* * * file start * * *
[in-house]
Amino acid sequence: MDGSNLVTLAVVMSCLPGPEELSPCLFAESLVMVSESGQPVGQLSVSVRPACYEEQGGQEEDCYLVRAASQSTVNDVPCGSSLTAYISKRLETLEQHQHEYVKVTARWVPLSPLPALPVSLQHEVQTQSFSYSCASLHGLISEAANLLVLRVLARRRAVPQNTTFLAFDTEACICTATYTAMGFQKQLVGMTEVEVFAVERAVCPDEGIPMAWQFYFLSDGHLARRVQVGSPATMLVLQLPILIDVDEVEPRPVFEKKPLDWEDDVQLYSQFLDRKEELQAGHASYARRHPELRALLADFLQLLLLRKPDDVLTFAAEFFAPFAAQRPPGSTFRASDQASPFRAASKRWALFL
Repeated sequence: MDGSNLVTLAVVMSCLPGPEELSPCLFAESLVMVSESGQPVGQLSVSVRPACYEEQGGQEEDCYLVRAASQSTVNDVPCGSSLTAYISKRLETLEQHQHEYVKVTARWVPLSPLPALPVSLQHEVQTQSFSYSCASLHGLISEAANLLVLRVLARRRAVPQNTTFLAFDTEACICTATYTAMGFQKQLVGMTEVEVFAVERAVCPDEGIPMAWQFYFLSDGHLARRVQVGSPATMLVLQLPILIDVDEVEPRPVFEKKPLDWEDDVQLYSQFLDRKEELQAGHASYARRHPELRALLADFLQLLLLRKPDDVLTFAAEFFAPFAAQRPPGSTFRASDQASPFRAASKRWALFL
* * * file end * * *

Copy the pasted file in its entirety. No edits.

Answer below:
[in-house]
Amino acid sequence: MDGSNLVTLAVVMSCLPGPEELSPCLFAESLVMVSESGQPVGQLSVSVRPACYEEQGGQEEDCYLVRAASQSTVNDVPCGSSLTAYISKRLETLEQHQHEYVKVTARWVPLSPLPALPVSLQHEVQTQSFSYSCASLHGLISEAANLLVLRVLARRRAVPQNTTFLAFDTEACICTATYTAMGFQKQLVGMTEVEVFAVERAVCPDEGIPMAWQFYFLSDGHLARRVQVGSPATMLVLQLPILIDVDEVEPRPVFEKKPLDWEDDVQLYSQFLDRKEELQAGHASYARRHPELRALLADFLQLLLLRKPDDVLTFAAEFFAPFAAQRPPGSTFRASDQASPFRAASKRWALFL
Repeated sequence: MDGSNLVTLAVVMSCLPGPEELSPCLFAESLVMVSESGQPVGQLSVSVRPACYEEQGGQEEDCYLVRAASQSTVNDVPCGSSLTAYISKRLETLEQHQHEYVKVTARWVPLSPLPALPVSLQHEVQTQSFSYSCASLHGLISEAANLLVLRVLARRRAVPQNTTFLAFDTEACICTATYTAMGFQKQLVGMTEVEVFAVERAVCPDEGIPMAWQFYFLSDGHLARRVQVGSPATMLVLQLPILIDVDEVEPRPVFEKKPLDWEDDVQLYSQFLDRKEELQAGHASYARRHPELRALLADFLQLLLLRKPDDVLTFAAEFFAPFAAQRPPGSTFRASDQASPFRAASKRWALFL